2001 Exodus 13:17-17:16
Shabbat is a Verb
In our parasha this week our people have left Pharaoh's shackles of slavery and have escaped toward freedom. As we flee, the sea opens up and God lets us cross, killing the Egyptians behind us. Now we are wandering the wilderness, and God provides us with food, called manna, to satisfy us. Moses explains that we will be provided with manna for six days, with a special portion for Shabbat. He says:
25. "Eat it today, for today is a Sabbath of YHWH; you will not find it today on the plain.
26. Six days you shall gather it; on the seventh day, the Sabbath, there will be none."
27. Yet some of the people went out on the seventh day to gather, but they found nothing.
28. And YHWH said to Moses, "How long will you [people] refuse to obey My commandments and My teachings?
29. Mark that YHWH has given you the Sabbath; therefore God gives you two days' food on the sixth day. Let everyone remain where he is: let no [person] leave his place on the seventh day."
30. So the people remained inactive on the seventh day.
Your Torah Navigator
1. What happened to the manna on the seventh day?
2. What provisions for Shabbat are made ahead of time -- on the sixth day?
3. In verse 30, the verb is v'yishbitu, literally, "they Shabbat-ed," or "they observed Shabbat." What does it mean to "observe Shabbat?"
4. 4. How do you observe Shabbat?
Midrash Rabbah 25:12
Rabbi Levi (said): If Israel kept the Sabbath properly even for one day, the son of David would come. Why? Because it is equivalent to all the commandments; for so it says, "For You are our God, and we are the people of Your pasture, and the flock of Your hand. To-day if you would but hearken
to God's voice!" (Psalms 95:7). Rabbi Johanan said: The Holy One, blessed be God, told Israel: "Though I have set a definite term for the millennium which will come at the appointed time whether Israel returns to Me in penitence or not, still if they repent even for one day, I will bring it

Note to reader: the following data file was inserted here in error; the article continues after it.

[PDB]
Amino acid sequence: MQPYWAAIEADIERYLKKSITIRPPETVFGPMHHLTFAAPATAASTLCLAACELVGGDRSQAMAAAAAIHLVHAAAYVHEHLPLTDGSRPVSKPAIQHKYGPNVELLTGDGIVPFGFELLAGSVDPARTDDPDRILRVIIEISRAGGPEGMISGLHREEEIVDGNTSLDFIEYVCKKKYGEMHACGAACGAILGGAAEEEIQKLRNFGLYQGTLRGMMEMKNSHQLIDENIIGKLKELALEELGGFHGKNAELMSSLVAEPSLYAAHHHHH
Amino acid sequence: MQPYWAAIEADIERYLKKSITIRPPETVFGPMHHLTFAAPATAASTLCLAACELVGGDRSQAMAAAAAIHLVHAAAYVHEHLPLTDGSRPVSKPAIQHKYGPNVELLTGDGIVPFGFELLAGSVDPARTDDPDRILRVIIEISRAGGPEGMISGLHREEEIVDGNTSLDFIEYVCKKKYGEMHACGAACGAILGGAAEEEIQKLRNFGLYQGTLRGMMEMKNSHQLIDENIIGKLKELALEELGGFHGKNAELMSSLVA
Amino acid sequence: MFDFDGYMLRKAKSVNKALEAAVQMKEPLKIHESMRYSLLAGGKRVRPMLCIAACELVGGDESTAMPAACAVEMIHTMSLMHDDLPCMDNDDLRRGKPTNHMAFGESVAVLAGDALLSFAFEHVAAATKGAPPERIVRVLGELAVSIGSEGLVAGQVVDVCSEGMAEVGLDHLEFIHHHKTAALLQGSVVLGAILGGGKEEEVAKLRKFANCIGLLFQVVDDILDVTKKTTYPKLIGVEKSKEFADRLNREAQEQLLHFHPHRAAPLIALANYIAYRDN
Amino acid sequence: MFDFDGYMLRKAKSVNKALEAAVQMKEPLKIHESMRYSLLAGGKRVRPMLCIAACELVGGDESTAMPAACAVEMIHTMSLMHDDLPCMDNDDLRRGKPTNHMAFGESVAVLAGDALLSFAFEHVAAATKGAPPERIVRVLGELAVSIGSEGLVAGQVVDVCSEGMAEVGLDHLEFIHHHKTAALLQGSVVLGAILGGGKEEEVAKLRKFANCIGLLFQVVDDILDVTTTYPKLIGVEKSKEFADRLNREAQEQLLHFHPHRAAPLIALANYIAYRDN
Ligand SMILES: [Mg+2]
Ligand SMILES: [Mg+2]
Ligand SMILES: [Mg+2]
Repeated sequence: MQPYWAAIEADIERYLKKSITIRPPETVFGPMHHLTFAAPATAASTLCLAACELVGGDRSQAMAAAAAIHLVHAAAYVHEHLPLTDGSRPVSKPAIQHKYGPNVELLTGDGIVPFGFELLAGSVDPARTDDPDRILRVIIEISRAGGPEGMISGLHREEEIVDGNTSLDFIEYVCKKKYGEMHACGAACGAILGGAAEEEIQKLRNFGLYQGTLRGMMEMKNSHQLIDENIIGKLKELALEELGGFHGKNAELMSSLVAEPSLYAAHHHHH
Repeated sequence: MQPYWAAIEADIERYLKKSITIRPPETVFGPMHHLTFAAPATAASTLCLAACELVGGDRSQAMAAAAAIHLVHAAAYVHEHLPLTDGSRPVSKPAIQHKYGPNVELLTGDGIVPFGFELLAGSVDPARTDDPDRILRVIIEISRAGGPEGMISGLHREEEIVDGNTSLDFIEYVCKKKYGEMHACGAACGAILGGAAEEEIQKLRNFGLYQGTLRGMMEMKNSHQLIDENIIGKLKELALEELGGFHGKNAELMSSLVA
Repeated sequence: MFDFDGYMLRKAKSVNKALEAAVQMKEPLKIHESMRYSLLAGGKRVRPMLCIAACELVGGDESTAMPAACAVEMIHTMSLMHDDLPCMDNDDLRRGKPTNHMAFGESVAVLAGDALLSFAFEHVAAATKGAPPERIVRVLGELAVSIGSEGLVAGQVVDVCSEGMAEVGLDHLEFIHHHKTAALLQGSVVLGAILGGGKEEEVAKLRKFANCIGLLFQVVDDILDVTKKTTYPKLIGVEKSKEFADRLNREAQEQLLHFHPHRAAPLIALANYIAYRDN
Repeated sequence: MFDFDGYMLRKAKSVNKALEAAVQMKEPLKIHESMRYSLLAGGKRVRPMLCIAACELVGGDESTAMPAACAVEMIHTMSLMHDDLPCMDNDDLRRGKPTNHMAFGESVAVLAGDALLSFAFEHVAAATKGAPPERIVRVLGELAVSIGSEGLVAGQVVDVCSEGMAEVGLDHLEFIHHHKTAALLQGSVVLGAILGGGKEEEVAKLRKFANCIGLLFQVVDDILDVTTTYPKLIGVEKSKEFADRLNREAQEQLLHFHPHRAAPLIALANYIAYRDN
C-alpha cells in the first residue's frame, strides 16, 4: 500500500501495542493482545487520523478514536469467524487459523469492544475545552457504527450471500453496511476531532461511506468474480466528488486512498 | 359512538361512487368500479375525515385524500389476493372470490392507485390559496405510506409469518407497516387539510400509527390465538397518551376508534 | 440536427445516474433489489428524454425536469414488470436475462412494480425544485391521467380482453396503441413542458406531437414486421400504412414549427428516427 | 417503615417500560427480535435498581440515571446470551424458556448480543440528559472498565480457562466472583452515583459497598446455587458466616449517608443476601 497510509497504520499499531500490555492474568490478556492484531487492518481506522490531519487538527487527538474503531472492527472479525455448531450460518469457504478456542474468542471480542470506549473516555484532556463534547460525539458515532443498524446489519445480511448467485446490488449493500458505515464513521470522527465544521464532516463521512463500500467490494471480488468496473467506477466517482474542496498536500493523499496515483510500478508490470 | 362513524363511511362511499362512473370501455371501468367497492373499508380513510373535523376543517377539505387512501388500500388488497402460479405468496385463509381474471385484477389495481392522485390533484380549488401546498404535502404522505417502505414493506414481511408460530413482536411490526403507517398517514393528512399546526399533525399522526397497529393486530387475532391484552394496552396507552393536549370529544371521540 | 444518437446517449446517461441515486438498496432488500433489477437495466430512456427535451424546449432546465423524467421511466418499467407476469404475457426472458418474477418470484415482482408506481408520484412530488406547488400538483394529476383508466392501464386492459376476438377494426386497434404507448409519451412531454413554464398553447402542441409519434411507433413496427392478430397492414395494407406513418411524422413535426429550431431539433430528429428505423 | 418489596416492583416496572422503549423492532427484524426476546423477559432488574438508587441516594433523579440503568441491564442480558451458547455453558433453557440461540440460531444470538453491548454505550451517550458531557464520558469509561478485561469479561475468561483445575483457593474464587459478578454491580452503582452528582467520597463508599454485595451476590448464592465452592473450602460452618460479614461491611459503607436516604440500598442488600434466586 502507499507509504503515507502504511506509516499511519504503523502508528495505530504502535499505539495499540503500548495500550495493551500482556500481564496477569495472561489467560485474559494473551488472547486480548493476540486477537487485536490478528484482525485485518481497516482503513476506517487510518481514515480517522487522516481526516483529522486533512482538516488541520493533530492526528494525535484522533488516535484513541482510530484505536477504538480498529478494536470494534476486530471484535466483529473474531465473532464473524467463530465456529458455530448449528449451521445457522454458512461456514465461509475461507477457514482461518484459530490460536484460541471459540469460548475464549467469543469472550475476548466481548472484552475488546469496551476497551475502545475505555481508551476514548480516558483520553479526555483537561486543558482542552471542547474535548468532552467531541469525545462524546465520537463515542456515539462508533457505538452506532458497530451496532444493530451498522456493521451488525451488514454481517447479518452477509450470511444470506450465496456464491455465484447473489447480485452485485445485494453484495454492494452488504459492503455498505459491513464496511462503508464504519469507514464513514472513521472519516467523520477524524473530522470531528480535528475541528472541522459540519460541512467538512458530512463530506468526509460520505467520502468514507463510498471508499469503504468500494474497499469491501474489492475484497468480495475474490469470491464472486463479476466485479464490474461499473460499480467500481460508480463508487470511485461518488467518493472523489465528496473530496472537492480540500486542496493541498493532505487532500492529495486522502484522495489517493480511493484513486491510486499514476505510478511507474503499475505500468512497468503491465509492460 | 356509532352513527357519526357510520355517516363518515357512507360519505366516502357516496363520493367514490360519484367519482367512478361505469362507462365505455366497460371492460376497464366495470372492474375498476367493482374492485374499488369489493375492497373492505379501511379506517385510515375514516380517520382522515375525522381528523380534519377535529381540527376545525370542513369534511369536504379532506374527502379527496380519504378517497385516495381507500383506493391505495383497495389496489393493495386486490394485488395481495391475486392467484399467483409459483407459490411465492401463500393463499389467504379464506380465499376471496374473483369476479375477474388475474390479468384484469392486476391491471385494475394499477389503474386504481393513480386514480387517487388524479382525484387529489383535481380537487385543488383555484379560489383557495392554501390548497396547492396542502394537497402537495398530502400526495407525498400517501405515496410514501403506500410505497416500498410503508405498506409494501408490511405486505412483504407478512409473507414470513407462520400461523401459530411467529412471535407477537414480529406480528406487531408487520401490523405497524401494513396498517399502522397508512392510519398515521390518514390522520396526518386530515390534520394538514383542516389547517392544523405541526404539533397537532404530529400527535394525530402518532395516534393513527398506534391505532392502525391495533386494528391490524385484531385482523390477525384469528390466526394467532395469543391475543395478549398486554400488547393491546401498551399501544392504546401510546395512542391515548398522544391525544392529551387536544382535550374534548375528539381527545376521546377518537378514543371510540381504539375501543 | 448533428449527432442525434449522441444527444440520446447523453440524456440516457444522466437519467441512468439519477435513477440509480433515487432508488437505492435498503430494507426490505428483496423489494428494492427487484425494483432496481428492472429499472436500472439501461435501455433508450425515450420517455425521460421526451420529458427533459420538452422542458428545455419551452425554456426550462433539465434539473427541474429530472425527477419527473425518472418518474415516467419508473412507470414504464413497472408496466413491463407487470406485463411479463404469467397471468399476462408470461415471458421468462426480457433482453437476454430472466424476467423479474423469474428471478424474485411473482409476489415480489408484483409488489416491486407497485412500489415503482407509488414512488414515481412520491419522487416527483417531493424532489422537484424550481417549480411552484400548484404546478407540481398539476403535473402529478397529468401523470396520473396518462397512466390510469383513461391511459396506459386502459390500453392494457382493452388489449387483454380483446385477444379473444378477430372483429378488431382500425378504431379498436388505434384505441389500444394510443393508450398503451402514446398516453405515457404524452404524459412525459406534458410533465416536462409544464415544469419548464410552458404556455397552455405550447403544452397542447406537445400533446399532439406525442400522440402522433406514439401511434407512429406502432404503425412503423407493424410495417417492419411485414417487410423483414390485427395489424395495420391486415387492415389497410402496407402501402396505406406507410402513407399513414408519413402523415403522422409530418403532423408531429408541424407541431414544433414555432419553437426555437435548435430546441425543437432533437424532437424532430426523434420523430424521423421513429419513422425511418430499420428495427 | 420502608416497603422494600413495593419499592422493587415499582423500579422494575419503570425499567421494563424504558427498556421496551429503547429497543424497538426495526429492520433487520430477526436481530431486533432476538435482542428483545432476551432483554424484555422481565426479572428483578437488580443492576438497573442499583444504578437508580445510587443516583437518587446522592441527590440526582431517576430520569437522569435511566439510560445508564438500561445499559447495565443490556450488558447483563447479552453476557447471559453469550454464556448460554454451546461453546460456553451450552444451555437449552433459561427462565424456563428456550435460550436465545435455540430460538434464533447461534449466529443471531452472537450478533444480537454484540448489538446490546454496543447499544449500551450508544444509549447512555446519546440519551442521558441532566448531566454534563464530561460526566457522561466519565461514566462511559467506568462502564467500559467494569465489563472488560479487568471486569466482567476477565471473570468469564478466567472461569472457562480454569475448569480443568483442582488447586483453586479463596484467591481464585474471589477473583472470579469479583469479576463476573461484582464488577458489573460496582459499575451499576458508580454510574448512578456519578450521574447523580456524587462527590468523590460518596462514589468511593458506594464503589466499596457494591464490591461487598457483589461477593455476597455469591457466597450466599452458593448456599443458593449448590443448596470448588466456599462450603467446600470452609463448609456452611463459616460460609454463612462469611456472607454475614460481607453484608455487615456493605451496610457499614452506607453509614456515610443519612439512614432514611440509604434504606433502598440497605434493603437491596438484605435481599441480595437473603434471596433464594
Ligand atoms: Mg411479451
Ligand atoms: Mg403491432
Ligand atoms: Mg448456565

before its appointed time." Hence, "To-day [our redemption comes] if you would but hearken to God's voice"; and just as we find that the son of David will come as a reward for the observance of all commandments [one day], so also will he come for the observance of one Sabbath day, because the Sabbath is equivalent to all commandments.
Your Midrash Navigator
1. Why does Rabbi Levi say that keeping Shabbat will bring the Messiah?
2. How does he deduce that keeping Shabbat is equal to all of the commandments?
3. What does it mean to keep Shabbat?
4. How does Rabbi Levi's statement inform your own Shabbat observance?
In the wilderness, our ancestors were very wary about Shabbat. It was difficult for them to believe that if they stopped their daily gathering of manna on the sixth day, that there would still be manna left for them for Shabbat. It was difficult to cease their work for an entire day. Like the
Israelites, many of us have a difficult time ceasing our daily work in order to celebrate Shabbat. Many find it difficult to leave work unattended each Saturday in order to take a day to rest. And yet, we find that when we do cease our gathering, the world still turns on its axis, the sun still shines, and life continues. And most of all, rest is a healthy and even holy experience. Rabbi Levi's message is a hopeful one for us. That in a time in which all of Israel is able to "Shabbat" -- that is "to make Shabbat" -- we will be ready for a messianic age: a time of peace, of wholeness and of goodness in our world. Shabbat Shalom.
Prepared by Rabbi Andrea Lerner, Midwest Director of Hillel's Joseph Meyerhoff Center for Jewish Learning Hillel at the University of Wisconsin, Madison.